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Piano virtuoso Joshua White cemented another step in his quest for self-fulfillment on March 29, with a smoking performance at the Westgate Hotel featuring tenor saxophonist Tripp Sprague and bassist Gunnar Biggs.

Unwinding soft honeyed tones over the solid time of Biggs, Sprague issued elliptical, climbing arpeggios as White kept the motion surging with well-placed chords--taking his turn with strutting ebullience, provocative runs and double-fisted block chords. The bassist emerged with thick, rope-like textures, steaming ahead and quoting "Fascinating Rhythm," with no trace of irony.

White's intro to "Softly As In A Morning Sunrise," broke the theme into baroque-like vignettes--seeming to imply double and half time in the same instant before disappearing to allow a deliciously furious bass/tenor duet to germinate with Sprague carving raspy curlicues above the swing machine heroics of Biggs--made all the more ecstatic by White's return--laced with irresistible and highly charged rhythmic motifs.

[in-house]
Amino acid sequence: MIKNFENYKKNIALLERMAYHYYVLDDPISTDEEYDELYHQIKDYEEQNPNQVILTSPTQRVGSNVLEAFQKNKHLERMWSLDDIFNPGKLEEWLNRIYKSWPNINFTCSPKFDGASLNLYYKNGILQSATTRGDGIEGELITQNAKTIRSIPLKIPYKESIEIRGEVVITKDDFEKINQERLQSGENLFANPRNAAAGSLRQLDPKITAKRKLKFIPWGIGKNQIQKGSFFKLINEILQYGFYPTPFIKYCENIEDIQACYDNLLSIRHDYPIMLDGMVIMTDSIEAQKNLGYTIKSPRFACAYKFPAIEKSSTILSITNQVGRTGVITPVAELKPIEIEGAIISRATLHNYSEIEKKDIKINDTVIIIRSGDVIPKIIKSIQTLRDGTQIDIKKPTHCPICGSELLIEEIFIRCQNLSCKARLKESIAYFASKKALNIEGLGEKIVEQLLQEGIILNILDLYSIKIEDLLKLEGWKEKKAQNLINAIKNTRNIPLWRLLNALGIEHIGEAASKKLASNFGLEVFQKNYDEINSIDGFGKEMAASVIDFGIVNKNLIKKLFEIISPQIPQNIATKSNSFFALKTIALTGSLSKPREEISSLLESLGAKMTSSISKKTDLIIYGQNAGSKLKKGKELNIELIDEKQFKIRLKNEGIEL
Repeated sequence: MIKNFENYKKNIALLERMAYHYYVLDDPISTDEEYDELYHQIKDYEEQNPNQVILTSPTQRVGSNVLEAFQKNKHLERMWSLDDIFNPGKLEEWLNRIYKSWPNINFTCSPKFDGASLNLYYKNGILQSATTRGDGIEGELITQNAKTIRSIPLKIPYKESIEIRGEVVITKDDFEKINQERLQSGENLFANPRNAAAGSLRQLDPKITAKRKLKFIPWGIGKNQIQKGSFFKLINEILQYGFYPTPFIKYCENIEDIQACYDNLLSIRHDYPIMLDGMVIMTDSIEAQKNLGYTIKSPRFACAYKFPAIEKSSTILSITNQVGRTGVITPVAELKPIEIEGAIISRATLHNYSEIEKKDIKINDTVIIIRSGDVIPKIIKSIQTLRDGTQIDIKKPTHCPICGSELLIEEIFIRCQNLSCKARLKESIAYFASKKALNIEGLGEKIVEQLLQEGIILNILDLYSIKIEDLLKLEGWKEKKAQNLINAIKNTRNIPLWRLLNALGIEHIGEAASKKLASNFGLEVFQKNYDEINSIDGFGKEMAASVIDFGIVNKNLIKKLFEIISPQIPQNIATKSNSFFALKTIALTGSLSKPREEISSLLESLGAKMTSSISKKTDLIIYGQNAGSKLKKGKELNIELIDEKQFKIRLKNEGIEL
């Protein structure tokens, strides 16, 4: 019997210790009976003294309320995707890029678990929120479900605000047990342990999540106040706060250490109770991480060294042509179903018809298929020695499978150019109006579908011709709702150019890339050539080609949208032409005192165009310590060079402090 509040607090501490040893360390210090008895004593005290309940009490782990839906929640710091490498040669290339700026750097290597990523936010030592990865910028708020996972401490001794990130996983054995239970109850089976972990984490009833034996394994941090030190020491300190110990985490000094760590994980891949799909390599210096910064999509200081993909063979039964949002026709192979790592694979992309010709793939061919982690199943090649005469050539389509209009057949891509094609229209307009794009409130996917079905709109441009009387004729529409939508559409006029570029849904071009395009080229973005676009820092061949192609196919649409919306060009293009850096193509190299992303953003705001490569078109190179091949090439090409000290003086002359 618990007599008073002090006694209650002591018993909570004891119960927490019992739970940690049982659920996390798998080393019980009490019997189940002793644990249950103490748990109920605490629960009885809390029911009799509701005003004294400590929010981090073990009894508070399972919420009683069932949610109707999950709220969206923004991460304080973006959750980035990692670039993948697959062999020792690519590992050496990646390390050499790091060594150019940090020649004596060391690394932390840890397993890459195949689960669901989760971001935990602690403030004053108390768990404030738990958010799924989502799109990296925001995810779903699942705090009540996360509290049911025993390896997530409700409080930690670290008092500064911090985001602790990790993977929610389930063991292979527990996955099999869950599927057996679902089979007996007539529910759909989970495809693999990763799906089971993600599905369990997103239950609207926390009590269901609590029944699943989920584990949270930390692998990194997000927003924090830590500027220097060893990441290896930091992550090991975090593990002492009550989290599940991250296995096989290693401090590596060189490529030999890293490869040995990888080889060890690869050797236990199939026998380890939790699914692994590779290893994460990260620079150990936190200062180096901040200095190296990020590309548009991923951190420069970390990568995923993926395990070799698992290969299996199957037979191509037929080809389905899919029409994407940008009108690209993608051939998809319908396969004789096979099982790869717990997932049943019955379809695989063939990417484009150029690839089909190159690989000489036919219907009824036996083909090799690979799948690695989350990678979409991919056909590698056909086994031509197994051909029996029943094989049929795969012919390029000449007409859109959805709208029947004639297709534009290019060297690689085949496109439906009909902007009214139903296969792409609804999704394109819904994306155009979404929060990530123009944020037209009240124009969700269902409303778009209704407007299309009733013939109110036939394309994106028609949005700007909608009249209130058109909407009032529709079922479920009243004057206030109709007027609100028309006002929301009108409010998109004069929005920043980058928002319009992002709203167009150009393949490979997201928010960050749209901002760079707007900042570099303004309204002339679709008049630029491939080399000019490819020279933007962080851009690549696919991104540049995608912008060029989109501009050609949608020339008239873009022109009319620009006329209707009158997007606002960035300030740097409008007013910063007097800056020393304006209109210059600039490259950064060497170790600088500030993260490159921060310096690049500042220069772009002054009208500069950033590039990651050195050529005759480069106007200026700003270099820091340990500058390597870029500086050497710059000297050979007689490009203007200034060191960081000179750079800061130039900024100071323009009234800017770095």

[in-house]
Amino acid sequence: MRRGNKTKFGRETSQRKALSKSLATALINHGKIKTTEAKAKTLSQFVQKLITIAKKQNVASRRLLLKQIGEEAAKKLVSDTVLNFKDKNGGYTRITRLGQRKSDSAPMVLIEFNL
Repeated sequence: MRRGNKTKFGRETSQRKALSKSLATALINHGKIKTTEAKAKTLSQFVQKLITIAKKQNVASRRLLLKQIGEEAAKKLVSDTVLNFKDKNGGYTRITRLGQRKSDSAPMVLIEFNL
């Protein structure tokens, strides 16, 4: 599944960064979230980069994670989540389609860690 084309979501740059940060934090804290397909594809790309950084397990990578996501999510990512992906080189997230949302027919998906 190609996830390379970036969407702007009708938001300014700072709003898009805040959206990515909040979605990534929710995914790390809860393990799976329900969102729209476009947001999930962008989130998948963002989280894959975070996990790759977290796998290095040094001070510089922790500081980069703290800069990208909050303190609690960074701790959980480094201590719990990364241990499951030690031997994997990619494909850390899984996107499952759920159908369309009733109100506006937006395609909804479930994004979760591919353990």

Time seemed to float on velvet pillows during a remarkably chilled "Jitterbug Waltz," where Sprague wove bluesy ideas and sly vibrato before White channeled into a cross-the-grain arrhythmia against the steadfast motion of Biggs--who's grainy double-stop strumming took the dance-off/sparring session to another level.

Sprague led off "How High The Moon," with churning locomotion, Dexter Gordon filigree and liberal quotes from Parker's contrafact "Ornithology," then White picked up the last phrase of his solo and sent it spinning across multiple checkpoints into an entirely different zip code.

Nothing prepared me for what they did to transform "Body & Soul," though. White began by eking resonant harmonies--setting up a slow dance in which Sprague caressed the melody with a hushed breathiness, reinventing each contour and avoiding clichés like landmines. Again, the pianist took a hard left with his solo, veering directly into oncoming traffic with audacious contrary motion that somehow morphed into a glorious moment of lyric grace.

I've come to expect magic from White, but it was especially gratifying to hear Sprague, and Biggs elaborate at length in this meeting of the spirits on equal ground.

Photo by Bonnie Wright

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